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Hispanic cuisine unites cultures

Unidos club host annual Latin kitchen event.   |   Chak Hee Lo/ THE CHIMES

 

Students and faculty lined up by the flags of Spanish-speaking countries for a taste of authentic food from different countries as Selena Quintanilla’s voice rang from the speakers as a last celebration for this year’s Hispanic heritage month. Cooks served pupusas, a Salvadorian dish, fresh off the stove along with foods originating from Cuba and Honduras. People were encouraged to stay, eat and wait for the hitting of a piñata filled with Mexican candy.

United under food

Unidos — a Spanish word for “united” and the name of Biola’s Latino club serving to create an approachable cultural environment for both Hispanics and non-Hispanics — hosted the annual Cocina Latina event, meaning latin kitchen, at the library courtyard on Friday, Oct.7.

Each food was displayed with a placard indicating its origins, giving students an opportunity to know a little bit about a Spanish-speaking country. Some attendees not only enjoyed the food but also the conversations they held with the people that served it.

“I thought it was really cool, like the music and the vibe and talking to the people that were making [the food] was really cool. They seemed really nice. I think it’s good for us to try different cultural stuff. I think food is a big deal because food brings community,” said Morgan Zurborg, senior human biology major.

Other students, like undeclared freshman Caroline Cushman, came to the event in order to fulfill an assignment but understood the importance of learning about cultures different from her own.

the individual subcultures

“Our teacher gave us multiple different cultural events to go to so we [students] just picked one or two we wanted to go to. I think a lot of our culture tends to bunch Latino and Hispanic and they don’t think about the individual subcultures,” Cushman said.  

Elizabeth Martinez, junior communications disorder major and Unidos president, elaborated on the importance of community having different foods, music and people so one can learn something new about the Hispanic and Latino cultures and actually distinguish cultural subgroups.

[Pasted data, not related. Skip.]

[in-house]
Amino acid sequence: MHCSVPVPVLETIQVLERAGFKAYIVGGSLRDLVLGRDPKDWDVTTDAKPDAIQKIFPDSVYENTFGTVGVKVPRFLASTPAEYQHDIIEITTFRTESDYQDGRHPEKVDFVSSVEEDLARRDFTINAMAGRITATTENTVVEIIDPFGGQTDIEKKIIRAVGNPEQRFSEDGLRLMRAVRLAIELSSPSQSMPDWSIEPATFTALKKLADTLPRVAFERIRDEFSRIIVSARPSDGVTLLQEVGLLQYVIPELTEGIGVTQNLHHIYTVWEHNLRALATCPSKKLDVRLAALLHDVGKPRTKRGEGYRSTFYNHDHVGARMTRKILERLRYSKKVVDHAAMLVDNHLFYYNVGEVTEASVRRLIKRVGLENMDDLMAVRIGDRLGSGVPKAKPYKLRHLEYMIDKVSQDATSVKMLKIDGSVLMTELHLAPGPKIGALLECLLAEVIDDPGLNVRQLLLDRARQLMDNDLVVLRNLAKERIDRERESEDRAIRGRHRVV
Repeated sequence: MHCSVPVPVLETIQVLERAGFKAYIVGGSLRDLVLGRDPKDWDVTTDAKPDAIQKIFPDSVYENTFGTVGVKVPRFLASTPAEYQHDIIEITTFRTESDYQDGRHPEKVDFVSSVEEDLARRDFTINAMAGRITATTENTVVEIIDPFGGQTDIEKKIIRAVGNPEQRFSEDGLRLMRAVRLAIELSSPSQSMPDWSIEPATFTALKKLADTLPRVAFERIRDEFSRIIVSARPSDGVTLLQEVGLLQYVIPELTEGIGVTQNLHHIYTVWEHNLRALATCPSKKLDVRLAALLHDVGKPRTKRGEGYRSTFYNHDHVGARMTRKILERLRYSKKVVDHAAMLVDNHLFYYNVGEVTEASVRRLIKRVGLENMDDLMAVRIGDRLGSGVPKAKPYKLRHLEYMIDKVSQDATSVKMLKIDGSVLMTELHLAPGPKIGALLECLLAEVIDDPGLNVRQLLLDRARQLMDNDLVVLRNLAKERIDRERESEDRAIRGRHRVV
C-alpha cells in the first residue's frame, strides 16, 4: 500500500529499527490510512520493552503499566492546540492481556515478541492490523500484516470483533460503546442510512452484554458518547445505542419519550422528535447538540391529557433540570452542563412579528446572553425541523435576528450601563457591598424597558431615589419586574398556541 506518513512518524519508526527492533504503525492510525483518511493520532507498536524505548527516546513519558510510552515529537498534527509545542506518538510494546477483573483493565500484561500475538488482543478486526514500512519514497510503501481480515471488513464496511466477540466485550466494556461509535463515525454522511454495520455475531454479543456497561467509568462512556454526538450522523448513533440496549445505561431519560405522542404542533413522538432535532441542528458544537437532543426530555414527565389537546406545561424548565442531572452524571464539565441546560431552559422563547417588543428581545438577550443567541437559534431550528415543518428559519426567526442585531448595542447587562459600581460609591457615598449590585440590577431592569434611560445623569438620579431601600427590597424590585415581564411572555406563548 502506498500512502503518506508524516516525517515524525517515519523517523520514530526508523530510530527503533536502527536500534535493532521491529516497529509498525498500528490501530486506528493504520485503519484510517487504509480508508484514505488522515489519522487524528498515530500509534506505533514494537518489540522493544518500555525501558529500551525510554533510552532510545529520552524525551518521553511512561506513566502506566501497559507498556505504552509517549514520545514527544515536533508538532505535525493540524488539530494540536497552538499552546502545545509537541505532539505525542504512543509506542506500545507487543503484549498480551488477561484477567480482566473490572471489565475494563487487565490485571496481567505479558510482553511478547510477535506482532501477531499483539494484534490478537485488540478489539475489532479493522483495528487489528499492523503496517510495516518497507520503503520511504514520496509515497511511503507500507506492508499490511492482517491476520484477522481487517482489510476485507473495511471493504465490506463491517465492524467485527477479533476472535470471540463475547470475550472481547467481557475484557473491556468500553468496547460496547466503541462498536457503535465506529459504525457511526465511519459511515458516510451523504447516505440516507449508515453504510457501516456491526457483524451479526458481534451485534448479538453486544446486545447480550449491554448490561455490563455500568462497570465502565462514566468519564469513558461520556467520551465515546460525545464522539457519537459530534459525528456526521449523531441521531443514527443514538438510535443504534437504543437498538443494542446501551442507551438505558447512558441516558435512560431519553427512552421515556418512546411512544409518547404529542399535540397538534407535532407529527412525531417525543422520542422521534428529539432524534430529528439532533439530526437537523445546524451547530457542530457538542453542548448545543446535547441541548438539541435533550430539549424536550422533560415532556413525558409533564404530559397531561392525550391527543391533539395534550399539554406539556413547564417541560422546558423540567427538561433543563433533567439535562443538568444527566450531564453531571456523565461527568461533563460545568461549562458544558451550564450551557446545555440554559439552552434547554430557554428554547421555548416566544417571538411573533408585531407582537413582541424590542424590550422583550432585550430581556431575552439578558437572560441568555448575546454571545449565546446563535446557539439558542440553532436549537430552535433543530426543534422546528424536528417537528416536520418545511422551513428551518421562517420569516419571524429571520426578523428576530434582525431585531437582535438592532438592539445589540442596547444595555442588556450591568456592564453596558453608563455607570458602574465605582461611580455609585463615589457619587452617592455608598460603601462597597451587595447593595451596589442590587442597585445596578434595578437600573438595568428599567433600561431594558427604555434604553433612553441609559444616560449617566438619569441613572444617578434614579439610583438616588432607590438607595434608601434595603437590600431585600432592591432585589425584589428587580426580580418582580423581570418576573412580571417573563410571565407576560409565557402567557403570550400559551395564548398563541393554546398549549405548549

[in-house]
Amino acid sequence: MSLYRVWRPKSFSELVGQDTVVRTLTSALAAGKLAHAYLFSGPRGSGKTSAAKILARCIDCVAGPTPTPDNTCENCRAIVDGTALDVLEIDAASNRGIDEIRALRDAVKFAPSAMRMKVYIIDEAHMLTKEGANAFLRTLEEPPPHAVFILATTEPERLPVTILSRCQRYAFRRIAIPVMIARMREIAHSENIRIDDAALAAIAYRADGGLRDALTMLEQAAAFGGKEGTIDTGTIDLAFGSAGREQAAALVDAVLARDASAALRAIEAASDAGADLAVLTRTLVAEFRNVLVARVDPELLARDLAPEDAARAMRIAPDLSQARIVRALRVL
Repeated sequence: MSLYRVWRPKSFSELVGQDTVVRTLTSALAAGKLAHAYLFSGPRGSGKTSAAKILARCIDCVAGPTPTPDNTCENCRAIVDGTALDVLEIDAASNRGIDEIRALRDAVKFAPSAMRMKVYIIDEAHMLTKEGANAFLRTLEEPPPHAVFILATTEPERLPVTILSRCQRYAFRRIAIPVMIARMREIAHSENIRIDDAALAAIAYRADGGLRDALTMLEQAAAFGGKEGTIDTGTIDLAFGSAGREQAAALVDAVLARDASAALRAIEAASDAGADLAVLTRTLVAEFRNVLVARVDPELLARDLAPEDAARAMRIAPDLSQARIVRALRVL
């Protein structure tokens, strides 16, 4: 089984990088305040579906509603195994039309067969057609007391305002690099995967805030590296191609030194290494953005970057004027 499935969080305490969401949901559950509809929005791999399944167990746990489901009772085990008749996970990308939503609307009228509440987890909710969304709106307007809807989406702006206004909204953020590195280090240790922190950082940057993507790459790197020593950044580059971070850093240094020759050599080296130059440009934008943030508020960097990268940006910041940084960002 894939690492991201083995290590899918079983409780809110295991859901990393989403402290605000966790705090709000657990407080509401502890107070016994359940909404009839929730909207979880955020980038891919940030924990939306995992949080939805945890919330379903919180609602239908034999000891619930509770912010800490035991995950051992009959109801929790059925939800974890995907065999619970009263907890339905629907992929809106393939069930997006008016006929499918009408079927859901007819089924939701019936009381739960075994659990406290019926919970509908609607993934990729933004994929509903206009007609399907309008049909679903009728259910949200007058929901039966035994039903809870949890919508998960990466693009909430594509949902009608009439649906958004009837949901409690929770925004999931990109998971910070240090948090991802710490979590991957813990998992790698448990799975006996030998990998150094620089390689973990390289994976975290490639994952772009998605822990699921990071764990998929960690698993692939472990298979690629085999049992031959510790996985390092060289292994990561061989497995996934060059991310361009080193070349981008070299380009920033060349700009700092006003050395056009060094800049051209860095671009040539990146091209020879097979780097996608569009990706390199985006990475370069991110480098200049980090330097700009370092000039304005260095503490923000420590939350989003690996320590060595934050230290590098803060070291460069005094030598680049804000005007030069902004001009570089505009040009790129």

“I think trying new foods is very important. A lot of people are aware of Mexican food but they’re not aware of other Latin foods. There are so many other students that are Salvadorian, Colombian, Guatemalan and Honduran and they think it’s all Mexican, and that’s so broad,” Martinez said.

The need for different cultures within campus has inspired Unidos to take charge in the conversation regarding diversity by way of inclusive events. Noemi Nesta, junior elementary education and Unidos vice president, emphasized that non-Unidos club members are welcome.  

the lack of diversity

“Me and Elizabeth recognize the lack of diversity here at Biola and we want to bring awareness to people that aren’t familiar with Latino and Hispanic culture and to create a safe space for our Hispanic and Latino students here on campus. We have our events and our club not exclusive to Latino students,” Nesta said.

President Barry Corey can imagine why some students may feel unwelcome to cultural events they do not identify with, but also sees how those same reasons could be used to incite unification within Biola.  

“The food’s different. The music’s different. ‘It’s not my culture,’ but that’s what’s so beautiful about Biola that we have this incredible diversity, while at the same time we have unity. I’m going to tell this story next year for students to come to this. Listen to the music, eat the food, meet people you haven’t met before, walk in somebody else’s shoes, hear somebody’s else’s story. That’s what will make this place much more amazing if we just be that way more and more,” Corey said.

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